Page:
9) “Shutter Island” – Plot Point Two and the Final Act

The latest in a series of posts that deconstructs Dennis Lehane’s “Shutter Island” – both book and movie.

If you’d like to review or catch up on previous posts, you’ll find those links at the end of this article.

According to the principles of story structure, Part 3 of a well-told story (roughly the third quartile) is all about the hero getting into the game. 

About taking action, becoming proactive.

The second half of Part 3, after a bruised and bloody George Noyce plants a seed of doubt in Teddy’s mind that maybe Chuck isn’t his friend after all, or even who he  claims to be – which is, of course, spot-on accurate – Teddy does the most assertive thing he’s done yet in this story – he ditches Chuck. 

This is just the place for that aggression.  It’s Part 3, after all.

His goal at this point is to make his way to the lighthouse to find Laeddis.  He’s talked himself into the validity of this goal, with Chuck playing along all the while.

But suddenly, he’s not so sure.

This happens after Chuck flashes a morsel of real-world truth to see how Teddy might react, hoping it might jar his memory back to reality, which it doesn’t.

Chuck shows Teddy Andrew Laeddis’ two-year-old admittance paperwork, signed at the time of his committal to the institution.  But rather than jarring him back to sanity, it only confirms the Noyce-inspired suspicion that Chuck is playing for the other team. 

Messing with him.  Just like everyone else.

And so Teddy tells Chuck to take a hike.

The rest of Part 3 shows Teddy making his way alone, then doubling back to see the body of Chuck on the rocks at the base of a cliff.  We don’t know if he jumped, or if one of the evil-doers on the island did him in.

It’s a hallucination, we ultimately learn, but one the audience buys at this point because we were all still under Lehane’s narrative spell.

Teddy works his way down the rocks.  But there is no Chuck at the waterline.  No dead body.  Just more confusion… for Teddy and for us.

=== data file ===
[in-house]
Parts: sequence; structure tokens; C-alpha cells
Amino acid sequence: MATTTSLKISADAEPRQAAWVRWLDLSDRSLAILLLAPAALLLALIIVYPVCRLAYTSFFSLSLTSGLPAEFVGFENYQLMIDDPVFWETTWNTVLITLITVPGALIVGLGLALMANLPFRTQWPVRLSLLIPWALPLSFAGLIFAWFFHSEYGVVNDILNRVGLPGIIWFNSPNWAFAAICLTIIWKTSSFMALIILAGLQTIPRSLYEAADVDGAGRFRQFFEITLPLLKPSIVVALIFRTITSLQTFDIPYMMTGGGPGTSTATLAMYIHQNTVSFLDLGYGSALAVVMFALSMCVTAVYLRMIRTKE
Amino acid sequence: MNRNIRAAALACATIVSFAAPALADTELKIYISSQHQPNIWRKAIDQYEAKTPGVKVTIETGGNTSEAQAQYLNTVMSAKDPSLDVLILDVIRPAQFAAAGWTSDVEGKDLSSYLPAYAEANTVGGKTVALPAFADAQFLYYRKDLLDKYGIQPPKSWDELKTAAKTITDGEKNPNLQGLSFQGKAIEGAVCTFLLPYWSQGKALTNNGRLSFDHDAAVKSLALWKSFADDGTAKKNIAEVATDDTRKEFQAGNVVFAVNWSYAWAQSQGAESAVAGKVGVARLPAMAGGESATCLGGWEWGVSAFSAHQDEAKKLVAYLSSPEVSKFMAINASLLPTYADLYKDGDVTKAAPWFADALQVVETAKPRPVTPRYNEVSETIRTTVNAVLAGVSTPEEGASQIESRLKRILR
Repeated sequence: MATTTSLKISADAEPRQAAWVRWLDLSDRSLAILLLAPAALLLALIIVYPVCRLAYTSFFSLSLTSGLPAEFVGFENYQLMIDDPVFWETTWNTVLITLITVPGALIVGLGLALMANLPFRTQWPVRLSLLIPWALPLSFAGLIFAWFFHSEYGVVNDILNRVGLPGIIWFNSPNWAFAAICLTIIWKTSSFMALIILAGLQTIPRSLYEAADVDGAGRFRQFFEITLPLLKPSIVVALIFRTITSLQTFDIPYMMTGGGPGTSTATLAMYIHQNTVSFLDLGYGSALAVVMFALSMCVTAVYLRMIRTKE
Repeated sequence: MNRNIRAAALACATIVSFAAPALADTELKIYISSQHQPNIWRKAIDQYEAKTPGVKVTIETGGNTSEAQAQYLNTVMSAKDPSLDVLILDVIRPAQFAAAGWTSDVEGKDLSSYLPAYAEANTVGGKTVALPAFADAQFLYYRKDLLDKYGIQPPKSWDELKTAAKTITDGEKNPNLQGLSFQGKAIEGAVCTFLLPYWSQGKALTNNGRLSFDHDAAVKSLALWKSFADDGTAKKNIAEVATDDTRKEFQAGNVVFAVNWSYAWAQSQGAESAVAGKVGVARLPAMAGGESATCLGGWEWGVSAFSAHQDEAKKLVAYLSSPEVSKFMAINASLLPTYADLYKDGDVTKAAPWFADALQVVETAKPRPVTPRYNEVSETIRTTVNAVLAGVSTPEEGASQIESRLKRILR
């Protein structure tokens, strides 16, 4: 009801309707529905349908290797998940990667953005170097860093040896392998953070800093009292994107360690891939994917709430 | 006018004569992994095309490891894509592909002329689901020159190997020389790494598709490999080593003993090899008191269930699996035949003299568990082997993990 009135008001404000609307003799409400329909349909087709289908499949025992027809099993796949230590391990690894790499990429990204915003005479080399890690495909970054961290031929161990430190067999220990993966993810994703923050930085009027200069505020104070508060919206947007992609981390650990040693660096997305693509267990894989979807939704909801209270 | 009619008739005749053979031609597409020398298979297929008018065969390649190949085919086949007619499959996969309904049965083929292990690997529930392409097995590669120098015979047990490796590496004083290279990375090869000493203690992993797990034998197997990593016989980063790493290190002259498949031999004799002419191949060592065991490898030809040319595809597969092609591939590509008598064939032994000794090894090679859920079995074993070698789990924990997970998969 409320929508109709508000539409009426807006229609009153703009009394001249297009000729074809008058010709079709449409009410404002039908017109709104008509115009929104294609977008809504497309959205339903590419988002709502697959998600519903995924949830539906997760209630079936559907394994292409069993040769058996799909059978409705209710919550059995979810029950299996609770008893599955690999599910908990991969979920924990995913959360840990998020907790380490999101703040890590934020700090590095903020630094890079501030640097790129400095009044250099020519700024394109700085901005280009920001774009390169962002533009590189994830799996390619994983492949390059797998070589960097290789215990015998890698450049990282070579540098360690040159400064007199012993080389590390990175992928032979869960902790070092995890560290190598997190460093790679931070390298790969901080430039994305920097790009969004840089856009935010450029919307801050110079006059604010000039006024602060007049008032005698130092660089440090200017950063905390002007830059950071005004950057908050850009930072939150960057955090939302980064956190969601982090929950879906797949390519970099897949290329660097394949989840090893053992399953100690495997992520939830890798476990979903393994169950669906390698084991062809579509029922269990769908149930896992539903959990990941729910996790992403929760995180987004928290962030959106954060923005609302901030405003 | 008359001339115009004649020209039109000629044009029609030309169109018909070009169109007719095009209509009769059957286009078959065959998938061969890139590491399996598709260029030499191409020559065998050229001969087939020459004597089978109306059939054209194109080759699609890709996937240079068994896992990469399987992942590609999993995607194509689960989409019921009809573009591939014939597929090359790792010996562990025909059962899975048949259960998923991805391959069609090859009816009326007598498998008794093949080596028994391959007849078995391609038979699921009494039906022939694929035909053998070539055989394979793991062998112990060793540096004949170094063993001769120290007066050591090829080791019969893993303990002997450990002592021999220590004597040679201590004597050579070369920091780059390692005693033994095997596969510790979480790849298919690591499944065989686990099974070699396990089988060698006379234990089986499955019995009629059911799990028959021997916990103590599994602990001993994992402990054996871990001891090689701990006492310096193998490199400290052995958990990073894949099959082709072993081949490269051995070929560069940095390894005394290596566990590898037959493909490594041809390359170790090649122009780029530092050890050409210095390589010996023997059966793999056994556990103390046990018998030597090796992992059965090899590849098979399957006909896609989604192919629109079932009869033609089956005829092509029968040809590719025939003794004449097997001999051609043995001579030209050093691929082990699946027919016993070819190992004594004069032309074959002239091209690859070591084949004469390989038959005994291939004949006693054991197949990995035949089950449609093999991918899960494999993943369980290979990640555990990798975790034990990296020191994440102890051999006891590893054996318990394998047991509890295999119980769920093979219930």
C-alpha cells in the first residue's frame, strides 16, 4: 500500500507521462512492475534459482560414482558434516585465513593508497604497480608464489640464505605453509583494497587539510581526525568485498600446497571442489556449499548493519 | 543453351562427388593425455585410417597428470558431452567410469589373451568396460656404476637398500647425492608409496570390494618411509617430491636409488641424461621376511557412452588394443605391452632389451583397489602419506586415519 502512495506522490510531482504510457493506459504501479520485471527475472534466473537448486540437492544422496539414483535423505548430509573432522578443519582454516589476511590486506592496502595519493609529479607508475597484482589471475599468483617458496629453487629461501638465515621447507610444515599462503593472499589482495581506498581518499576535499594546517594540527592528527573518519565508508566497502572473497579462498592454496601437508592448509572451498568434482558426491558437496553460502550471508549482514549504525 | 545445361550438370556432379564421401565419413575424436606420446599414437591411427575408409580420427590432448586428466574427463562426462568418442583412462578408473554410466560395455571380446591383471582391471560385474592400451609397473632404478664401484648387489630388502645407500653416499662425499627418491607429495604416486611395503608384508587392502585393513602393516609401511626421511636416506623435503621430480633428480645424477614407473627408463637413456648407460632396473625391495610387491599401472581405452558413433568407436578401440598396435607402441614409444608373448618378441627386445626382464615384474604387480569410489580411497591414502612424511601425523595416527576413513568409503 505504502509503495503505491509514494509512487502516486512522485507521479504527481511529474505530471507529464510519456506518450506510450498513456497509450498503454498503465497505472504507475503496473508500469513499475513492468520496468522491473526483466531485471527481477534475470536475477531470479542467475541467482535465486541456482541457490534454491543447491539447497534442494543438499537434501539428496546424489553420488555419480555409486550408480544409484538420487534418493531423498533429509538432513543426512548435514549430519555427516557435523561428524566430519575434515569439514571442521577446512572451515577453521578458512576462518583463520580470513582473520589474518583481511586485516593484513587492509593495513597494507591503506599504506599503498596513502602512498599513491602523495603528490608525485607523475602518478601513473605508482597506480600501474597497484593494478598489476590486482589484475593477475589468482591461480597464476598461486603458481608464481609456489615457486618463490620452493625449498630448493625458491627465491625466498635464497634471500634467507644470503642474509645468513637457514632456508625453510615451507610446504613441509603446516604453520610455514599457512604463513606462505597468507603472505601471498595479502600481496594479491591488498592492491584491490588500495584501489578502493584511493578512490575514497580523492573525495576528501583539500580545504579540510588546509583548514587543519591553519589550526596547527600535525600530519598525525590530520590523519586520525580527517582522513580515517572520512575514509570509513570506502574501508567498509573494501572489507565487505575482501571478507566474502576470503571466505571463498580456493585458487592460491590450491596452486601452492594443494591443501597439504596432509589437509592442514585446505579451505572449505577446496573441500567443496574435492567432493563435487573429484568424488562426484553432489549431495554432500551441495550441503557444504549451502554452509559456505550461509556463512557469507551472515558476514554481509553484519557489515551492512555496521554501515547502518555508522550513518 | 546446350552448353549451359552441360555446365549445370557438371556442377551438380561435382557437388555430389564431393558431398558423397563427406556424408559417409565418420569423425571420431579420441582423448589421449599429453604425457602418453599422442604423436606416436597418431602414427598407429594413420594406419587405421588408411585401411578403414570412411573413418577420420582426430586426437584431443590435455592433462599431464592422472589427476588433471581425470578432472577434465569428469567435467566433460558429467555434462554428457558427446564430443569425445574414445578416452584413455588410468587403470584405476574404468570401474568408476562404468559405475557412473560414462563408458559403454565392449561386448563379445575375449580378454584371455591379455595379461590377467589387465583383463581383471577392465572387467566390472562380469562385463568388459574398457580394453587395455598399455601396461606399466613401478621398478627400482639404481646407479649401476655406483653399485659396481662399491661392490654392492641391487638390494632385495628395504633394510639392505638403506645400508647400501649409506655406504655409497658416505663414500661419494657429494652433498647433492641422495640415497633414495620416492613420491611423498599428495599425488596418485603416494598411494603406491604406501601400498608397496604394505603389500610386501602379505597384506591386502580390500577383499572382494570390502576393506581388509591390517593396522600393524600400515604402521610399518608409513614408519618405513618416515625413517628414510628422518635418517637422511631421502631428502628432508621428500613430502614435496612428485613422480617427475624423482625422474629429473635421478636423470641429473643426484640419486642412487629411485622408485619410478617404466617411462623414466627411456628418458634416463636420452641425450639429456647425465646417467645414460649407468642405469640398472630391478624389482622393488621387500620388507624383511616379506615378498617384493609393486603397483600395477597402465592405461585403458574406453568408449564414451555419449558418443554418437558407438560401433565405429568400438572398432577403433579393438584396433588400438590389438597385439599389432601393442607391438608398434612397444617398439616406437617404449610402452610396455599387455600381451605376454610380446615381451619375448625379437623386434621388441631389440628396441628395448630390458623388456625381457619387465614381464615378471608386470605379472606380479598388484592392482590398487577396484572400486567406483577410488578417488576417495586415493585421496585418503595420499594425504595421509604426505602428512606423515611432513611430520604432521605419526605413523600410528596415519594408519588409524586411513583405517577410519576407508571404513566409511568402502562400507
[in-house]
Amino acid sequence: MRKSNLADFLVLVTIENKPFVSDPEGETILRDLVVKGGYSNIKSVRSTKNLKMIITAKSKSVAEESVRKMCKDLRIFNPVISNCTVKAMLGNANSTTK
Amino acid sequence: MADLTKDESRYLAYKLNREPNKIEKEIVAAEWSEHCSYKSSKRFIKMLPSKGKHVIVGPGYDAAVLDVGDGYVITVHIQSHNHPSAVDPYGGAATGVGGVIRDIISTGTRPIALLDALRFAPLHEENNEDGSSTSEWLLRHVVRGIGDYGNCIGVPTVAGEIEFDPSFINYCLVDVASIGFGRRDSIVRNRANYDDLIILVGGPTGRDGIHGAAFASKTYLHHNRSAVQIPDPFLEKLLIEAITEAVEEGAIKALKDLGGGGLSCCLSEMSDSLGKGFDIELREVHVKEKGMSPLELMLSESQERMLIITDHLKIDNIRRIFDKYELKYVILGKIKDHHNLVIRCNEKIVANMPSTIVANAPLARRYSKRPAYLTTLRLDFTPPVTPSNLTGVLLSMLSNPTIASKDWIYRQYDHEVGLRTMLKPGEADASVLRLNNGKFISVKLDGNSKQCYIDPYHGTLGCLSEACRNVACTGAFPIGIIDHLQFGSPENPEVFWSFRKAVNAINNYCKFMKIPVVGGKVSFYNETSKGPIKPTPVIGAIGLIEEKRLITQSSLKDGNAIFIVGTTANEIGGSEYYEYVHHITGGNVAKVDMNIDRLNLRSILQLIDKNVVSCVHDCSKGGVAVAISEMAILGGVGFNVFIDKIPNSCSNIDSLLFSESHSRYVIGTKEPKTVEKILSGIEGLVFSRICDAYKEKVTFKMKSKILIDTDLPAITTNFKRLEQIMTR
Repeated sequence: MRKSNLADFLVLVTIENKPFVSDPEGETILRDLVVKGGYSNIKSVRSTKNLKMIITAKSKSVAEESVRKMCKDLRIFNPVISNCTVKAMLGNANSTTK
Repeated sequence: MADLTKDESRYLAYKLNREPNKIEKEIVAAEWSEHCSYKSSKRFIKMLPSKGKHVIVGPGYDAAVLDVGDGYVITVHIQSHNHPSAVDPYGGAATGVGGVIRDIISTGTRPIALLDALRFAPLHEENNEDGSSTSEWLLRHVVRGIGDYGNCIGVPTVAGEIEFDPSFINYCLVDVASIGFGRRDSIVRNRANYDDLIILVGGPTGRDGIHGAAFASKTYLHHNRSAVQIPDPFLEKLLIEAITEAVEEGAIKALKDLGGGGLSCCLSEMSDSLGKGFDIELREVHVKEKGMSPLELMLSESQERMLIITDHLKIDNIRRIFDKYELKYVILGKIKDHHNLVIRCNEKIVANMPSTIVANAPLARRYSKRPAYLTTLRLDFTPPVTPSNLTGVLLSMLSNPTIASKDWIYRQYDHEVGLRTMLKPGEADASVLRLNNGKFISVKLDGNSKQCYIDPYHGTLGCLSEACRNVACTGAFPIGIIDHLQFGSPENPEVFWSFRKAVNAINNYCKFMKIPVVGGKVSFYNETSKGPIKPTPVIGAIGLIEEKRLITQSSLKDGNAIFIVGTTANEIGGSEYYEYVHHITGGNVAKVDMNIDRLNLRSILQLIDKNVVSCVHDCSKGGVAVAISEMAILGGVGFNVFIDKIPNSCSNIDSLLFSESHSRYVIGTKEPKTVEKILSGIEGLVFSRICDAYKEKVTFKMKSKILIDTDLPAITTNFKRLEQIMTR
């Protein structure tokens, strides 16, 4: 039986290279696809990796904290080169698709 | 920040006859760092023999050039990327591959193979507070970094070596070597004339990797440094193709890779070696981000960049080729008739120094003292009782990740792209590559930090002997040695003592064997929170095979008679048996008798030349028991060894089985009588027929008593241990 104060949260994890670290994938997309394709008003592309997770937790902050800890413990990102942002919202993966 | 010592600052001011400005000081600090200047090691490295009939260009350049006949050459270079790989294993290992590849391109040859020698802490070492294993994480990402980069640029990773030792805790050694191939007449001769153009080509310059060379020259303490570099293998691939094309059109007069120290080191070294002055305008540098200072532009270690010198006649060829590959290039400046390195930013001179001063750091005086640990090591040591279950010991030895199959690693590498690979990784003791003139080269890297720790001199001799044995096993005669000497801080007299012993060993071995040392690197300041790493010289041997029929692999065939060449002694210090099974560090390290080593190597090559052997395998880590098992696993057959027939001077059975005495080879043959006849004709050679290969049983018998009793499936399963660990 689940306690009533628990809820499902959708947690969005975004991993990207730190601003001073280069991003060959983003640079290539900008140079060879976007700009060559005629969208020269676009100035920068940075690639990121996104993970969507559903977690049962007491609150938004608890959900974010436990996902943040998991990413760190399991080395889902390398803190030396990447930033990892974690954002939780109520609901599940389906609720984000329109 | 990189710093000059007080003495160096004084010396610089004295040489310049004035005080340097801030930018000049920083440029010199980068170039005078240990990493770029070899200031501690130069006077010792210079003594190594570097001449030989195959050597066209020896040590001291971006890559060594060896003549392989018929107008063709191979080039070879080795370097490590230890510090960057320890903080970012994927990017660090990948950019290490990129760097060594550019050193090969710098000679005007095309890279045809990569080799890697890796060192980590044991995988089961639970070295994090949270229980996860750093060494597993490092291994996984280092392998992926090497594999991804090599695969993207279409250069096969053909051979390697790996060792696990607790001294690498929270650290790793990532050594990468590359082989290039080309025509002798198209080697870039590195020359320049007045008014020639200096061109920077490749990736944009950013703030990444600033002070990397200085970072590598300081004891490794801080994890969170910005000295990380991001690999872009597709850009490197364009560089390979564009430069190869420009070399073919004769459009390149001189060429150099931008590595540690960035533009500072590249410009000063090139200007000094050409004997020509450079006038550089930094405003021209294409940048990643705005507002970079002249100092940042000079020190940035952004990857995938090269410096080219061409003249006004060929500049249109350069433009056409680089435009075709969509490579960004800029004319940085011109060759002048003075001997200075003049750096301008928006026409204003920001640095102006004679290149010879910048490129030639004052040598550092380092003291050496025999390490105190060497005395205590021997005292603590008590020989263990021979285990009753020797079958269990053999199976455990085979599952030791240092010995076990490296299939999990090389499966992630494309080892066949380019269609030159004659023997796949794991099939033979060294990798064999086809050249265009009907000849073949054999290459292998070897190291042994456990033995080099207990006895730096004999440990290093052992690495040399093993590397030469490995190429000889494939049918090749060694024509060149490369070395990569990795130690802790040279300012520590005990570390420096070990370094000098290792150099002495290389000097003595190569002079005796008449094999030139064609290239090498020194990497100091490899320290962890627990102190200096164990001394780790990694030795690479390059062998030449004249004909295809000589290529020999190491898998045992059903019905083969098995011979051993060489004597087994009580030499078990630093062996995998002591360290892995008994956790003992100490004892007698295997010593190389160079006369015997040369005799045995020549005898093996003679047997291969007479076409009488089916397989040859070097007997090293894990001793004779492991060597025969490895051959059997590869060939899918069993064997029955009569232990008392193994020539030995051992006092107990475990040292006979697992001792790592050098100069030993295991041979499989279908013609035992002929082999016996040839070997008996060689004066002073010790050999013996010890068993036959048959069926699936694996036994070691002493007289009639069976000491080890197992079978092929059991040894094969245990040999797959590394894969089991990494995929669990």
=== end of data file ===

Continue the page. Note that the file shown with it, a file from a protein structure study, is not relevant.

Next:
Evil-doers, indeed.

On his way back up, after encountering a few thousand resident rodents, Teddy finds Chuck’s paperwork, which had flown away in the wind.  You can tell he senses something disturbing about it, something confusing, but all suspicion is put aside when he sees something else entirely.

What he sees is the coming of Plot Point Two.

The flickering light of a fire can be seen coming from the mouth of a cave. 

When he climbs up and goes inside, he encounters a woman who claims to be the missing Rachael Solondo.   

Like Teddy, she’s been victimized by Dr. Cawley.  That she was, in fact, not a patient at all, but a doctor.  One who didn’t buy into Cawley’s agenda.

She explains all the dark doings that Cawley and Naehring are up to, medical experiments and lobotomies and pharmaceutical mayhem, all with the distinct odor of military intelligence.

All of which confirms Teddy’s suspicions. 

This is an important context to understand in retrospect.  Because everything about this scene was a hallucination on Teddy’s part.

And thus, the moment their encounter is over, it becomes Plot Point Two.

Because from Teddy’s point of view, all of his suspicions have been confirmed.  All of his doubts put to rest.

It’s new narrative information that lights the fuse on the final act. 

Teddy has to act.  To expose the dark agenda of Shutter Island.  To nail Cawley and Naehring.

Just as any self-respecting U.S. Marshall would do.

And in the process, he’ll find Laeddis there.

This is what a good man would do.  And Teddy is, above all else, a good man.

In Part 4 the hero rises.  And that is precisely Teddy’s intention.

The Launch of Part 4 

The final act of the movie – Part 4 of the story – is a linear series of scenes that show Teddy making his way toward the lighthouse.  He climbs up… he traverses the rocks… he swims for it… he clobbers a guard… he climbs stairs with gun in hand… and then…

… he finds Dr. Cawley.  Waiting for him.  Expecting him.

The rest of the story – which comprises the second half of Part 4 – involves the tying up of loose ends.  It is an amazing revelation, both to Teddy and to the reader/viewer, who for the first time is let in on the truth behind the entire narrative charade.

That thud you heard was your jaw hitting the floor.

Part 4, perfectly executed.  The hero rising, risking courageously, finding the truth.  Confronting inner demons, seemingly conquering them.  Loose ends neatly connected.  Shock and awe for everyone, with a heavy dose of mind-bending theme slathered over everything.

But then, just when you think this revelation and the horrific flashback that explains it all is enough to bring this story to a close, Teddy and Dennis Lehane have one more killer twist in store.

For us… for Dr. Cawley… for the newly-identified Dr. Sheehan (heretofore known to him and us as Chuck)… and, we are left to surmise, perhaps to Teddy himself.

Is he cured?  Or is he insane?

This is Lehane’s final expository triumph in this story.  Because you and I get to decide.

And even – in the movie at least – when Teddy actually tells us, we still aren’t quite sure.

Tomorrow’s post: The Conclusion of Shutter Island

Interested in revisiting prior posts in this series?

For installment 1, an Introduction to the series, click here.

For installment 2, a Structural Primer, click here.